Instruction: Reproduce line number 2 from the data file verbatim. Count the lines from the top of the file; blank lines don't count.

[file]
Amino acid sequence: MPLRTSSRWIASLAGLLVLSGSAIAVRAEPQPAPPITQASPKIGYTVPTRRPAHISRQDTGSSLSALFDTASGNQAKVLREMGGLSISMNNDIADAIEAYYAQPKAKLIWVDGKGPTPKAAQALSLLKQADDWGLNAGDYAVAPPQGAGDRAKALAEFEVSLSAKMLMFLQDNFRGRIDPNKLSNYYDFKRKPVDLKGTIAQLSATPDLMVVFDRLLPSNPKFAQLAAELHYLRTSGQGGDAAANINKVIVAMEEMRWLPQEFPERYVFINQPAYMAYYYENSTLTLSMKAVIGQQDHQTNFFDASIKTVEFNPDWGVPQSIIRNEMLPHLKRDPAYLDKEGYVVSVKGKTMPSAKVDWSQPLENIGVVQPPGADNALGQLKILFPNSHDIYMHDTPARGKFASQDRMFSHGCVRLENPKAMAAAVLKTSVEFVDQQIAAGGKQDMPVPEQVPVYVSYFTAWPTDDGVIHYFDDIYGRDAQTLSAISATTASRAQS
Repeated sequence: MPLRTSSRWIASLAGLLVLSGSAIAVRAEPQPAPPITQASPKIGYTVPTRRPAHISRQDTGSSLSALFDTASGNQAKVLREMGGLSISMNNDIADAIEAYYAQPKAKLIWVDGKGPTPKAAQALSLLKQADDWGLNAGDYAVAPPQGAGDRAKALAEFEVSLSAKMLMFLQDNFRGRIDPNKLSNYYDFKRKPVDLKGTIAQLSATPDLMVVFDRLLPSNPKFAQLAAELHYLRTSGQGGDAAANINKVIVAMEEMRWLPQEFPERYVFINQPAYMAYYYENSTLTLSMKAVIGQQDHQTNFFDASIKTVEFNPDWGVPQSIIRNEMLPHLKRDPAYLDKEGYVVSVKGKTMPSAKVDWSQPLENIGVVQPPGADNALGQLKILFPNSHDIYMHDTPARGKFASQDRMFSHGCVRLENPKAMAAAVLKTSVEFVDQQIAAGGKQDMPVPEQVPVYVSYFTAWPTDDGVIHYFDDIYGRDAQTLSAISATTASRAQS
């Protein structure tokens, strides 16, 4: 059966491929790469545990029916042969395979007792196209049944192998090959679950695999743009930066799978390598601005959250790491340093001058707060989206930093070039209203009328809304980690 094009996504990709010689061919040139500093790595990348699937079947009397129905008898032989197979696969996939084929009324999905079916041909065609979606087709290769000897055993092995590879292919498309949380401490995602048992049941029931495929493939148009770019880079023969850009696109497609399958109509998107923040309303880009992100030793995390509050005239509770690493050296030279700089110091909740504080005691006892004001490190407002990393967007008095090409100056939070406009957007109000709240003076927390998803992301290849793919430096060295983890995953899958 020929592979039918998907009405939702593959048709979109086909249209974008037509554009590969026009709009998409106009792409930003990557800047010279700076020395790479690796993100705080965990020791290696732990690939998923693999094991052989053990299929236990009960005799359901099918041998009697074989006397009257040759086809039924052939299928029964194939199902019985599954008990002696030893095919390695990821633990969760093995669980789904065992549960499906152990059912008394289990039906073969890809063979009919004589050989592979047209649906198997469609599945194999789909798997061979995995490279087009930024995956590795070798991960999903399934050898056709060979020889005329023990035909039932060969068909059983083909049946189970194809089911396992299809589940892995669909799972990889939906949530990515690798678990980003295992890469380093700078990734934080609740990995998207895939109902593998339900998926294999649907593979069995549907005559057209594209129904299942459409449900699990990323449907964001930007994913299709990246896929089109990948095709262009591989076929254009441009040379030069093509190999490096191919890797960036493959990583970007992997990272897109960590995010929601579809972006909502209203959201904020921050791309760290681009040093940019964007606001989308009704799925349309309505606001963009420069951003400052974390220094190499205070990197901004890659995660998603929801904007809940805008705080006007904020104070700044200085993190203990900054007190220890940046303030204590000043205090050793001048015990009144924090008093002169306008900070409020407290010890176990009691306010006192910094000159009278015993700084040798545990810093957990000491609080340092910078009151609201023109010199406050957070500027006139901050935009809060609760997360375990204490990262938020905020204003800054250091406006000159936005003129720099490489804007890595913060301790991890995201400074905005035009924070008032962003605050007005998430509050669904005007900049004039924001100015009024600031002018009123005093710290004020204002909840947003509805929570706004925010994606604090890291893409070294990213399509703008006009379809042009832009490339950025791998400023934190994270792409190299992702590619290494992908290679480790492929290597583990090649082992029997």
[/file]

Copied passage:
Repeated sequence: MPLRTSSRWIASLAGLLVLSGSAIAVRAEPQPAPPITQASPKIGYTVPTRRPAHISRQDTGSSLSALFDTASGNQAKVLREMGGLSISMNNDIADAIEAYYAQPKAKLIWVDGKGPTPKAAQALSLLKQADDWGLNAGDYAVAPPQGAGDRAKALAEFEVSLSAKMLMFLQDNFRGRIDPNKLSNYYDFKRKPVDLKGTIAQLSATPDLMVVFDRLLPSNPKFAQLAAELHYLRTSGQGGDAAANINKVIVAMEEMRWLPQEFPERYVFINQPAYMAYYYENSTLTLSMKAVIGQQDHQTNFFDASIKTVEFNPDWGVPQSIIRNEMLPHLKRDPAYLDKEGYVVSVKGKTMPSAKVDWSQPLENIGVVQPPGADNALGQLKILFPNSHDIYMHDTPARGKFASQDRMFSHGCVRLENPKAMAAAVLKTSVEFVDQQIAAGGKQDMPVPEQVPVYVSYFTAWPTDDGVIHYFDDIYGRDAQTLSAISATTASRAQS